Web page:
Another important factor that you should examine prior to entry is the daily trading range. Some stocks have relatively small trading range that makes them bad candidates for day trading. However, every stock at one point or another regardless of their typical characteristics goes through a range expansion period. This usually occurs when there are some fundamental news related to the particular business industry or the company itself and has a significant effect on the daily trading range of the stock. These range expansion periods are ideal periods for day trading so make sure you know how to determine if significant range expansion is taking place. I prefer to use the Average True Range indicator to determine range expansion. I wrote several articles on using the ATR to determine the daily range and you can find them at Marketgeeks.com. In a nutshell the ATR measures the daily trading range and averages the total over a specified period of time. You should make sure the ATR is significantly increasing and producing a minimum daily range of $2.00; Otherwise the stock won’t give you enough profit potential to make your risk to reward level high enough to trade it in the first place.
One of the biggest driving factors for individual stocks is their sector. Statistically sectors are responsible for roughly 70% of all movement of individual stocks. So knowing what other stocks in your chosen stocks sector are doing can be very important in determining if you want to add the stock to your daily hit list or not. Take gold for example you can see by comparing these two separate stocks how they move in the same direction the majority of the time. If you look at most sectors such as oil, semiconductors, as well as dozens of others you will see very strong correlation between individual stocks.
Notice how the two separate companies are moving almost identically to each other. You will double your position by trading these two stocks at the same time.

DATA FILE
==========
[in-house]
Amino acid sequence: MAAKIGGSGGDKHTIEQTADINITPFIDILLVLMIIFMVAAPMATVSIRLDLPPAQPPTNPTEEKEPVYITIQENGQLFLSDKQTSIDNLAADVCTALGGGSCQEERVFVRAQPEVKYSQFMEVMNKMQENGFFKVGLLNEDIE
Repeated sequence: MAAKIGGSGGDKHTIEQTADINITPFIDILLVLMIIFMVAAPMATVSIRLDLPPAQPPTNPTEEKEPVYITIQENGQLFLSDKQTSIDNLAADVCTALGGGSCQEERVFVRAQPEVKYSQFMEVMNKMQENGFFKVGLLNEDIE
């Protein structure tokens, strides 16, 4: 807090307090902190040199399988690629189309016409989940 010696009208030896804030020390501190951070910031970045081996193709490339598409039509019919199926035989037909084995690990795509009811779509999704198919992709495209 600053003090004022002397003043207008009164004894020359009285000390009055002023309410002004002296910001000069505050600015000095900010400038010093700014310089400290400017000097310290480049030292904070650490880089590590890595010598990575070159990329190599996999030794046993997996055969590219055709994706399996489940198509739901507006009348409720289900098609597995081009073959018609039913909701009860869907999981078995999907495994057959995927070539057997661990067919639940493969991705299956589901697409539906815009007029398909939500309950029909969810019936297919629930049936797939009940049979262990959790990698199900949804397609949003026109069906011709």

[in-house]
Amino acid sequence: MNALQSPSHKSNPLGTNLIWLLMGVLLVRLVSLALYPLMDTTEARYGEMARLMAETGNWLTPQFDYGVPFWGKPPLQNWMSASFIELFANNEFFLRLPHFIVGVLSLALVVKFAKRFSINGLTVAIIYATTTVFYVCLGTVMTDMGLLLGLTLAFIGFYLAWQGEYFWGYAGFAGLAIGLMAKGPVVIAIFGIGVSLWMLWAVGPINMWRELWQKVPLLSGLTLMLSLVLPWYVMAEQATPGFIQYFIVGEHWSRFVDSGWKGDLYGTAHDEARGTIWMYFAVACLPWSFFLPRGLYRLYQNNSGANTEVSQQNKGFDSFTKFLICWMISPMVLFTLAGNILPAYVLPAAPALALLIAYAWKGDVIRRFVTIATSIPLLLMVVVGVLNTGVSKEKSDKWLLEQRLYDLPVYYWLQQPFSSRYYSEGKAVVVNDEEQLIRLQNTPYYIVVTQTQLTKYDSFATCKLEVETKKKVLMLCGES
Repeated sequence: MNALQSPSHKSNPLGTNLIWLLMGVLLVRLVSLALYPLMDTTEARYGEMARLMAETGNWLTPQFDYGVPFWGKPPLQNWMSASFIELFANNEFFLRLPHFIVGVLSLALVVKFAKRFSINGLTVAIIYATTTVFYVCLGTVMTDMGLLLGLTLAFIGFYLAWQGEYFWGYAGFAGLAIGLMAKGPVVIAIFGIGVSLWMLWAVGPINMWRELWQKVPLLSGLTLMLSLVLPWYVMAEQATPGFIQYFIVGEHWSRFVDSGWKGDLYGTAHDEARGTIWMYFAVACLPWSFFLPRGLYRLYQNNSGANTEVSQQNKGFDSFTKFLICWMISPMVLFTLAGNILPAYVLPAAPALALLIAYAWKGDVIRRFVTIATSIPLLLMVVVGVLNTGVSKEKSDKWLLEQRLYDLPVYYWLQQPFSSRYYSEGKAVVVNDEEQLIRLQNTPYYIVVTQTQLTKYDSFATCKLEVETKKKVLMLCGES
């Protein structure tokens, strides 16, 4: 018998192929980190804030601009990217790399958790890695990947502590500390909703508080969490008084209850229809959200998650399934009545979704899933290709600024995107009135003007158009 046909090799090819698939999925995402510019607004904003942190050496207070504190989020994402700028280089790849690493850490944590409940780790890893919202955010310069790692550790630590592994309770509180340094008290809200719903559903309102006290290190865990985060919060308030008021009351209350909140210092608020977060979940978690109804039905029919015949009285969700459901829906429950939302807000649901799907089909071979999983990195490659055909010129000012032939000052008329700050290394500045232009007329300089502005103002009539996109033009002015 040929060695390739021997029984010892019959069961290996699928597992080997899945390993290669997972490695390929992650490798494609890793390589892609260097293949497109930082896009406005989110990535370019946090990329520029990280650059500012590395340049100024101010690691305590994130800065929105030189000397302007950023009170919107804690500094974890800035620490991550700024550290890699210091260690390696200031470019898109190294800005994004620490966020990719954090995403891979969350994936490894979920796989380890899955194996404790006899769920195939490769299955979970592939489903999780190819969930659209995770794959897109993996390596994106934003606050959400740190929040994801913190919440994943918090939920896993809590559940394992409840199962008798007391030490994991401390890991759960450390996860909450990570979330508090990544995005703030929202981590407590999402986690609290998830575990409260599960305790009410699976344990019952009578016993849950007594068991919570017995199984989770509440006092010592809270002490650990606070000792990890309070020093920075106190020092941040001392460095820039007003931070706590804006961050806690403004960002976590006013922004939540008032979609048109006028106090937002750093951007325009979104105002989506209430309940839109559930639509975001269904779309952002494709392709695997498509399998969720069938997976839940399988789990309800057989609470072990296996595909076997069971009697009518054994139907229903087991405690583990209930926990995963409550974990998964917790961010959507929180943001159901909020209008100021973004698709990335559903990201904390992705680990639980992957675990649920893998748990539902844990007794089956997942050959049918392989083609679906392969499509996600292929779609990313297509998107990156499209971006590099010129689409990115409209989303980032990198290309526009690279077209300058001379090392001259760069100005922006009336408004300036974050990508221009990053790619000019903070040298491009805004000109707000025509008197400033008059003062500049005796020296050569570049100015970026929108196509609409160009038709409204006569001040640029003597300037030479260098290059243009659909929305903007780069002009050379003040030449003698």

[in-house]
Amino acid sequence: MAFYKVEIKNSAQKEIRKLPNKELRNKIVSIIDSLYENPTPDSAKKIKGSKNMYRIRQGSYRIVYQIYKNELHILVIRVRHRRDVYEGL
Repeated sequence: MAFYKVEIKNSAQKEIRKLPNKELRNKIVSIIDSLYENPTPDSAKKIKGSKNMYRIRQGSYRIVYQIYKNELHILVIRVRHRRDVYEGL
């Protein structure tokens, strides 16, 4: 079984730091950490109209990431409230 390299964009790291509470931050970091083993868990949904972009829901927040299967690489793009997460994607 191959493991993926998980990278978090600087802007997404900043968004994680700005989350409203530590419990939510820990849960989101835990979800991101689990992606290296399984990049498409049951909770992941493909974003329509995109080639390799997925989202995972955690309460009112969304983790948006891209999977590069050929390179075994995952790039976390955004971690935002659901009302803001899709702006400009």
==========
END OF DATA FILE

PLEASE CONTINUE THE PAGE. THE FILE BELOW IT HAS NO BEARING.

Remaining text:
Don’t Put All Eggs In One Basket
Not paying attention to correlation is one of the most common mistakes beginners make when they create their hit lists. I don’t know why this happens but many traders don’t think correlation is a big deal. Remember if you are trading two stocks that are trading similarly you are doubling your risk instead of diversifying it. You goal in picking the best stocks for day trading is to find stocks that are not correlated to each other.
This will give you the best diversification and opportunity from your daily hit list. I recently participated in a seminar and noticed one trader who was holding four semiconductor stocks at the same time.
This is a big red flag that you can avoid by doing proper correlation analysis. Trade stocks in completely different industries as far apart from each other as possible. This way you will get the best diversification and opportunity to profit from different sectors.
Things To Keep In Mind
When selecting the best stocks for day trading or swing trading make sure you follow these basic guidelines. Always pick higher priced volatile stocks that are are going through a range expansion. Make sure you look at real time spreads between the bid and offer to make sure the spreads are tight. Always look at correlation and sector analysis before selecting your stocks for your daily hit list.
Our Floor Traders Edge program does a great job of selecting stocks with the best relative strength and other criteria for day trading.
Have a great trading day!
By Roger Scott